Roles of Genes in the Susceptibility to and Severity of Rheumatoid Arthritis - A Review
Keywords:Rheumatoid Arthritis (RA), Human Leukocyte Antigen (HLA), Gene
Rheumatoid arthritis (RA) is a chronic heterogeneous autoimmune disorder of unknown etiology. Genetic factors play an important role in susceptibility to RA as the heritability of RA is between 50% and 60%, with the human leukocyte antigen (HLA) locus accounting for at least 30% of overall genetic risk. It is conceivable that there is more than one susceptible gene(s) operative in RA, and an interaction of the relevant genes may predispose the offspring to develop the disease under certain conditions .Outside the major histocompatibility complex (MHC) region, some additional risk loci have been identified and validated including PTPN22, STAT4, PADI4, CTLA4 and others Genetic factors are also important in RA pharmacotherapy due to the gene-dependent activity of enzymes involved in the pharmacokinetics and/or pharmacodynamics of RA medications. Indeed, there is great variability in drug efficacy as well as adverse events associated with any anti-rheumatic therapy and genetics is thought to contribute significantly to this inter-individual variability in response. The ability to screen the entire genome for association to complex diseases has great potential for identifying gene effects.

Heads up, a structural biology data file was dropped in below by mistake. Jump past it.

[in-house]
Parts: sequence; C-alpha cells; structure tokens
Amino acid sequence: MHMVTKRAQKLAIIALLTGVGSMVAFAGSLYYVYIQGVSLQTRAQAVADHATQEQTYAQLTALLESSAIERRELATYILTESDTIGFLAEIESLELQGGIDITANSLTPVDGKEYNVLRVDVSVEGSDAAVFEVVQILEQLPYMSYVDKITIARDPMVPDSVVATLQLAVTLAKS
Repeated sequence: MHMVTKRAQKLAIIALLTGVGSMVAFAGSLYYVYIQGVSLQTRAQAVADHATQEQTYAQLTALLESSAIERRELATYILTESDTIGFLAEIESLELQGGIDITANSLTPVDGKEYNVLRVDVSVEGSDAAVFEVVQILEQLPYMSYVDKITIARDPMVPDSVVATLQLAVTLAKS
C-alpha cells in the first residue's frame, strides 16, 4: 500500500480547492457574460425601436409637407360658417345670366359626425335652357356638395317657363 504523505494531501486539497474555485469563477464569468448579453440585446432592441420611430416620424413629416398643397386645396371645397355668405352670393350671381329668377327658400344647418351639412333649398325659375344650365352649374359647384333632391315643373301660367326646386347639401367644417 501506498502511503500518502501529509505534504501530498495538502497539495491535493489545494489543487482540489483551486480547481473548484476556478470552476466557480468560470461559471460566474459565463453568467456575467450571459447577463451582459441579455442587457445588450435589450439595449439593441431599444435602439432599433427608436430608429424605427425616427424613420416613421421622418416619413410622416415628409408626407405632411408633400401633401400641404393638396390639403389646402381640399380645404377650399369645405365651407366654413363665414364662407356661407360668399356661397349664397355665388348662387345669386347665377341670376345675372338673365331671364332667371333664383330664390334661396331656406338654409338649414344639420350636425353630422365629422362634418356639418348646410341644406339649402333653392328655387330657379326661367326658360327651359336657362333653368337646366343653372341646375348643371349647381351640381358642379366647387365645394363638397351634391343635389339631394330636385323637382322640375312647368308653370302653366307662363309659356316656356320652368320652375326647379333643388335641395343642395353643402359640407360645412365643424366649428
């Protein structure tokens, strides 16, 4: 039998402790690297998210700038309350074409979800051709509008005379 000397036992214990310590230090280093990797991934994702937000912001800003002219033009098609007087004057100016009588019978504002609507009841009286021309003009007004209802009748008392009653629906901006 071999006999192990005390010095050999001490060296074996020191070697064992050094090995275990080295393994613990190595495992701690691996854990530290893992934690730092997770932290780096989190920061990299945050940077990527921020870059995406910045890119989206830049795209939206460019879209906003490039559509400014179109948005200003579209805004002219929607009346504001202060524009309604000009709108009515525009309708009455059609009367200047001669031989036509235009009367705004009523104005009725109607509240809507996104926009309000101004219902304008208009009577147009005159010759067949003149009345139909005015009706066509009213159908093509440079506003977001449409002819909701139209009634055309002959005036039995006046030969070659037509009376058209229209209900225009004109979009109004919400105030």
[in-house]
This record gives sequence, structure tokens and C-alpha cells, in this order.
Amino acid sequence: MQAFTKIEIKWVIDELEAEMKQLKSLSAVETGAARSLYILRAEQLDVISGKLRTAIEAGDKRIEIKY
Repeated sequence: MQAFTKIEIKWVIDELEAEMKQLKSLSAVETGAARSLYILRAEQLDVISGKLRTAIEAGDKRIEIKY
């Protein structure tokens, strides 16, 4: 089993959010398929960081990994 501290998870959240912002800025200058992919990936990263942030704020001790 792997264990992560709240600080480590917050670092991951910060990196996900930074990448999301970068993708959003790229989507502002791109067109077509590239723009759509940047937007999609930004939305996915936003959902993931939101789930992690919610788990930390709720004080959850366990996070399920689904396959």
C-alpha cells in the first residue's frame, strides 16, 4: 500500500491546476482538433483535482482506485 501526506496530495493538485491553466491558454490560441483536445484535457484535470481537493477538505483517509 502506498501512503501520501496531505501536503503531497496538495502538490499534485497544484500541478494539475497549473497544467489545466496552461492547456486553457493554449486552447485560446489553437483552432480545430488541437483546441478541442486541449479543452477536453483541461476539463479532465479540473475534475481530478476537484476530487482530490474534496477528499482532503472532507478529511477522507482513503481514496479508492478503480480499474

JOM 2012; 13(1): 51-54
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